UN expert warns of dangerous decline in media freedom – Reuters

Reporters get killed while chasing a story. Online attacks against female journalists, including death and rape threats. Targeted electronic surveillance to intimidate and silence investigative journalism.

This is the dangerous reality for many journalists around the world, as media freedom and safety have diminished in the digital age, with a serious impact on human rights, democracy and development, warned a UN expert.

“The decline in media freedom and the increase in threats to the safety of journalists is a global trend, most evident in regressing democracies and recalcitrant totalitarian states,” said Irene Khan, UN Special Rapporteur on promotion and protection of the right to liberty. of opinion and expression. “The implications for human rights, democracy, public participation and development are concerning.”

In a report to the Human Rights Council, Khan said digital technology has opened up great opportunities for journalists and media freedom, including groundbreaking investigative reporting, cross-border collaboration, fact-checking with the public and access to treasures of data and sources. .

However, Khan pointed out that the digital age also poses serious challenges and threats. As examples, she cited online and offline attacks and the killing of journalists with impunity; criminalization and harassment of journalists; and the erosion of independence, freedom and plurality of voices and opinions in state and corporate media, including digital companies.

“Silencing journalists by killing them is the most egregious form of censorship,” Khan said, urging the council to consider measures to tackle impunity, including an international task force on prevention, investigation and continued attacks on journalists.

She quoted a database compiled by the United Nations Educational, Scientific and Cultural Organization (UNESCO) which reported that 455 journalists were killed in the line of duty between 2016 and 2021. In more than eight out of ten cases, the perpetrators have not been brought to justice.

Online attacks against female journalists

The report draws particular attention to online attacks against women journalists, which are often vicious, coordinated and highly sexualized, and which target women from religious and ethnic minorities or gender non-conforming people.

“Such violence inflicts very real psychological wounds, chills public interest journalism, kills women’s careers and robs society of important voices and perspectives,” the report said.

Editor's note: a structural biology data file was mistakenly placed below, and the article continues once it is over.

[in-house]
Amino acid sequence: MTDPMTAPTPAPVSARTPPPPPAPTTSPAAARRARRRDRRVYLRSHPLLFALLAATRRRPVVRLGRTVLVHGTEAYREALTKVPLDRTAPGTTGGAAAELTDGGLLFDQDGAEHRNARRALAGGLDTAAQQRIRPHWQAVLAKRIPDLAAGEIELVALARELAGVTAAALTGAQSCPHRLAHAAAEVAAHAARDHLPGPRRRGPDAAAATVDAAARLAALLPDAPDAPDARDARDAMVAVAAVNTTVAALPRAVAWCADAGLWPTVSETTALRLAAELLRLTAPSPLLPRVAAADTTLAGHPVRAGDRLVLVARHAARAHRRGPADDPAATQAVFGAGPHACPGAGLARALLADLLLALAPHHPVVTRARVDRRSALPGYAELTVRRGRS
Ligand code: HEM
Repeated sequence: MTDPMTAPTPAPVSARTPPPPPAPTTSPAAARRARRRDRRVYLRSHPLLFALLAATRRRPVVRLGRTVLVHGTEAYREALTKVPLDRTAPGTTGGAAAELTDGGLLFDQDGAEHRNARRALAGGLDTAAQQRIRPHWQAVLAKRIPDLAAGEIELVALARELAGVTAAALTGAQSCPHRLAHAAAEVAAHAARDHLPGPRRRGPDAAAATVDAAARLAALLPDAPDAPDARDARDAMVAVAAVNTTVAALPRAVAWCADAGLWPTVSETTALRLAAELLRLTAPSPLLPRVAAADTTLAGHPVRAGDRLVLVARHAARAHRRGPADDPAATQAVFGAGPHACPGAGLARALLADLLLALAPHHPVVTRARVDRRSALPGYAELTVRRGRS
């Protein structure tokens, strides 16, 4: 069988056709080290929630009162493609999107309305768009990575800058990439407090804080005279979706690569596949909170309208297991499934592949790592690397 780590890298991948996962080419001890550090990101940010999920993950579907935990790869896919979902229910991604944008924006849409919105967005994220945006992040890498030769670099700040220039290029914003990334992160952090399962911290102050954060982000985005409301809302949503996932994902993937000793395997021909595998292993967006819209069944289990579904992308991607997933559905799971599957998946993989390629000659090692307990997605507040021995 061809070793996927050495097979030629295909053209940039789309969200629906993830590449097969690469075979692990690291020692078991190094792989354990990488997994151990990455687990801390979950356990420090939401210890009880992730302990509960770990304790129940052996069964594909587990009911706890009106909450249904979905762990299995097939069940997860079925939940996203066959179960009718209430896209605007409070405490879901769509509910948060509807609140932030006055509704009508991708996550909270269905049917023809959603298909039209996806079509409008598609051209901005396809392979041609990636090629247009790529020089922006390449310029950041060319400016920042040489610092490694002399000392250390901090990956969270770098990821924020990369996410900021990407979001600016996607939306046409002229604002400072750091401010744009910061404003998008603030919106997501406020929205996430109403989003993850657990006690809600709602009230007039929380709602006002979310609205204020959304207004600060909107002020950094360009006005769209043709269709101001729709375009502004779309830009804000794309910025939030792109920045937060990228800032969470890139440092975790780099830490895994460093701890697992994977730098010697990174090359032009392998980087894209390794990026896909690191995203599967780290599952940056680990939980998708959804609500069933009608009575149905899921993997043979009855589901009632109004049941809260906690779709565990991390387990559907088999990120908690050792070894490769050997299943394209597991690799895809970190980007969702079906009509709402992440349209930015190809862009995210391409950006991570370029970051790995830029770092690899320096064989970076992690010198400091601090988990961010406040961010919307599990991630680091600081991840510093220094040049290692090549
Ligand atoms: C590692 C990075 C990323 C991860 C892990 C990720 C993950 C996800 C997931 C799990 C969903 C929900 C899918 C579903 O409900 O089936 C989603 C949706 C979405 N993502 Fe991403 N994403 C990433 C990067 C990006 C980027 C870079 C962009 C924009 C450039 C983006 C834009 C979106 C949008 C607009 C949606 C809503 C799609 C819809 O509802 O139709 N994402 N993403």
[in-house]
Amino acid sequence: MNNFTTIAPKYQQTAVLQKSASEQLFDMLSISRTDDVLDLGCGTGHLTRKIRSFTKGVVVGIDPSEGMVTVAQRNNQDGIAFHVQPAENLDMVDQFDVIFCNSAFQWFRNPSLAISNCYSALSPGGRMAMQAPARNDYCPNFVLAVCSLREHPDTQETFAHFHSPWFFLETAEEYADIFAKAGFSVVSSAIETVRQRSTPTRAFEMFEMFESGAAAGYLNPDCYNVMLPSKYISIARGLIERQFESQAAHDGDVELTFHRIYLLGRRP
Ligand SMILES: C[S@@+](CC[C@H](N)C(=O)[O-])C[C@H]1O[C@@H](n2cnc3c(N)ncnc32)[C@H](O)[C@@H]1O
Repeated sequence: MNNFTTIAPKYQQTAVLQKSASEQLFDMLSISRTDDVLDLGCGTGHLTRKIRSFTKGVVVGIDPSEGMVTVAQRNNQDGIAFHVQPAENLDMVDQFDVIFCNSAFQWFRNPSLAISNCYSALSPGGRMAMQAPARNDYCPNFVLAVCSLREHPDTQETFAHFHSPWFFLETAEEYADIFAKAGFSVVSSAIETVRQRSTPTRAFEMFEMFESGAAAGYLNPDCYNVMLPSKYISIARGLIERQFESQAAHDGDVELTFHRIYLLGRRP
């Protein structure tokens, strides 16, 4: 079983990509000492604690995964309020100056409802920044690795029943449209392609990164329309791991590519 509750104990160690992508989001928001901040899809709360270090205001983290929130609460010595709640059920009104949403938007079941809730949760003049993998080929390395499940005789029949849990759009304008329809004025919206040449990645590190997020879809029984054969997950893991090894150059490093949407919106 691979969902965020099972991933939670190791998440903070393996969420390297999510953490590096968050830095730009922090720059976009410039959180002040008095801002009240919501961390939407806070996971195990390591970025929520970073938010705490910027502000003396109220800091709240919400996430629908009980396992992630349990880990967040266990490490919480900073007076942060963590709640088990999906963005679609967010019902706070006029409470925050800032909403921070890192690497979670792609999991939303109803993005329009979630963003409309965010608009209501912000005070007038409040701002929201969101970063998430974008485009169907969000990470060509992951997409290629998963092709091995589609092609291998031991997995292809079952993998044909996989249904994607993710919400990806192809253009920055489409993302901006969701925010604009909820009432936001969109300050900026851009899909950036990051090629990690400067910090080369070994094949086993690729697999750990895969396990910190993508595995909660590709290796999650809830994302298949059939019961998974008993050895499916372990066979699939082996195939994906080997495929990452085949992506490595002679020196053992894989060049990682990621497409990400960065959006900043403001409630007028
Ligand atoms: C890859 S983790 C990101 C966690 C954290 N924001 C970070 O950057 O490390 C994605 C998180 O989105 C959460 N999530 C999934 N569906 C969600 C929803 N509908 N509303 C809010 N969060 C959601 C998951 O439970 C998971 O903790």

“Free, independent and diverse media guarantee society’s right to know, as well as the right of journalists to seek, receive and disseminate information.

The old practice of misusing laws – from defamation laws to anti-terrorism legislation – to punish journalists and suppress media freedom has been revived by some states with new ferocity, the report adds.

Khan cited the case of Filipino Nobel Peace Prize laureate Maria Ressa, who faced a wave of lawsuits in the Philippines for her critical reporting on former President Rodrigo Duterte.

Erosion of independence and pluralism

Khan also pointed to the erosion of media independence, pluralism and economic viability in the digital age.

In a number of countries, including in Central and Eastern Europe, there is a creeping trend of state control over public media and favoring private media that serve the political or economic interests of power.

Khan also said that media sustainability is a human rights issue, not just an economics issue. The collapse of the advertising-based news media business model in the digital age has led to staff cuts and media closures in many countries. While some national and international news providers and niche news producers manage through subscriptions, paywalls, reader contributions and subsidies, many others could face media extinction.

“In a world where disinformation is increasingly masquerading as information and where authoritarian and populist leaders attack journalists and the media to sow public distrust, independent critical journalism produced in the public interest is essential. Its absence or decline in many countries represents a major assault on media freedom,” the report warns.

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